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|Fisheries Need Protection Now [Nassau Guardian]|
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|Posted by:||Apr 7th 2004, 02:19:29 pm|
By Sir Nicholas Nuttall
Steve McKinney invited me to his show the day after Independence Day to talk about the issues raised in this column. The phones soon lit up and he got a terrific response from some very knowledgeable Bahamian fishing boat captains. While my themes have been on protection of the fish stocks and the culture and way of life which they underpin, it was clear from the phone calls that our brothers who go down to the sea in ships have more immediate and pressing concerns, namely poaching.
What they say is, even if our government managed the fishery perfectly, unless they stop the Dominican boats coming in with 100 divers working off 50 small dinghies and, to quote captain Ignatius Carroll, “taking everything that is big enough to stick on a spear”, we will lose the fishery anyway.
The gallant Captain told us that the boat of a friend of his, Captain Kenny, was surrounded by these mother ships on the banks, which were determined to drive him off. Imagine, foreign poachers have so little respect for our own Independence; they are bold enough to drive Bahamian captains off our fishing grounds!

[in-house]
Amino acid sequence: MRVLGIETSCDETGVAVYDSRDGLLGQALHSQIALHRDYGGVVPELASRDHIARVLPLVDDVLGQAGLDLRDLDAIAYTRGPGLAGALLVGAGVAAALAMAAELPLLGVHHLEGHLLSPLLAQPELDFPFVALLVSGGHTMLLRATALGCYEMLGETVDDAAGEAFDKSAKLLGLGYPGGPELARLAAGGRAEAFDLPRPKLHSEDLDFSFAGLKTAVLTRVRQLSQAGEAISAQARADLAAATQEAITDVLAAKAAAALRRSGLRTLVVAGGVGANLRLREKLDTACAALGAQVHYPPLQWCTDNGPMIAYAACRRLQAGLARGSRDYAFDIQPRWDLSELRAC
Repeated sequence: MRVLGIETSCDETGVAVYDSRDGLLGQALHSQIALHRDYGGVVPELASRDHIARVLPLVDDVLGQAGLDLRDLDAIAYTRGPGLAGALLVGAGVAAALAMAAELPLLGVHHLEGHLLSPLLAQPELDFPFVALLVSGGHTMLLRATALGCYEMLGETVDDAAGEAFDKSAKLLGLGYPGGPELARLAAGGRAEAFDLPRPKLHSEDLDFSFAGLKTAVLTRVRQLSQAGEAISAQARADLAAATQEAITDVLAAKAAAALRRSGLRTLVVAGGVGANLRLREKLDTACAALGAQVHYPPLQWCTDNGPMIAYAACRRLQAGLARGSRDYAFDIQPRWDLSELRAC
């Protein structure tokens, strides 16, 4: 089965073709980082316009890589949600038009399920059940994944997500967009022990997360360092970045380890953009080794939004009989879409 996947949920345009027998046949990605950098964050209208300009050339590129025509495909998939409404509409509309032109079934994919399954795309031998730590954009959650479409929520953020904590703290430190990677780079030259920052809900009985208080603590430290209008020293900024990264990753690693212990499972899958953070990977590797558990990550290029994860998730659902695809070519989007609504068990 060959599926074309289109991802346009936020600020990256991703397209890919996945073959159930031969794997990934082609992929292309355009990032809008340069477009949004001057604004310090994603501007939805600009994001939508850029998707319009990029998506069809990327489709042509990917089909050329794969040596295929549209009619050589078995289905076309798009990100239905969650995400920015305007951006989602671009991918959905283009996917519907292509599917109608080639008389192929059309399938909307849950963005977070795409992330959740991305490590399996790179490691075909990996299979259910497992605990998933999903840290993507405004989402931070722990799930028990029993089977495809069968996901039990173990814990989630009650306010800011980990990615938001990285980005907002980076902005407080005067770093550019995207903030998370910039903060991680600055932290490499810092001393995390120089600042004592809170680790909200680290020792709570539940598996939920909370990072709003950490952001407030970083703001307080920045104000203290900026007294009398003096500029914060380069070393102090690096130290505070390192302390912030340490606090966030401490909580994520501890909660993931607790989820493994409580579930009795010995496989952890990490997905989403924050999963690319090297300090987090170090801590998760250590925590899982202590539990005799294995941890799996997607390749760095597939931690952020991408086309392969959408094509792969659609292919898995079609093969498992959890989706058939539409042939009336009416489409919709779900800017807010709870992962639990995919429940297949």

The Dominicans were scared off eventually when a US Coast Guard helicopter appeared. Our captains have learned not to look to the RBDF for help, because their vessels, even if they are not chasing illegal immigrants or drug smugglers, draw too much water to go over the banks after poachers. I remember three or four years ago thinking that whoever sold the Bahamas two old boats that drew 11 or more feet must have been a super salesman. They can never be of any practical use in our waters.
During a news break shortly after we listened to this appalling story Steve commented that after Independence in 1973 we never realised that we had to take responsibility for our defence. That was something the UK had done, and our young nation had many other priorities. At the mature age of 30, it is high time we took this duty seriously.
Sadly, if the bad guys know you are not looking after your stuff, they will come in and help themselves, laughing at you for being a soft touch. It is not difficult to imagine this kind of abuse leading to a tragedy in which lives are lost.
We have, in our waters at present an unregulated free-for-all, where our own fishermen, so-called sports fishermen and downright thieves are competing for the last unprotected viable fish stocks left in the region. Cuba defends its waters, so does the USA. Britain helps the Turks and Caicos look after their fish. Haiti and The Dominican Republic have no fish left.
Therefore, everyone comes after ours and that is an accident waiting to happen if ever I saw one.
Sir Nicholas Nuttall is founder and chairman of the Bahamas Reef Environment Educational Foundation and a longtime resident of the Bahamas.
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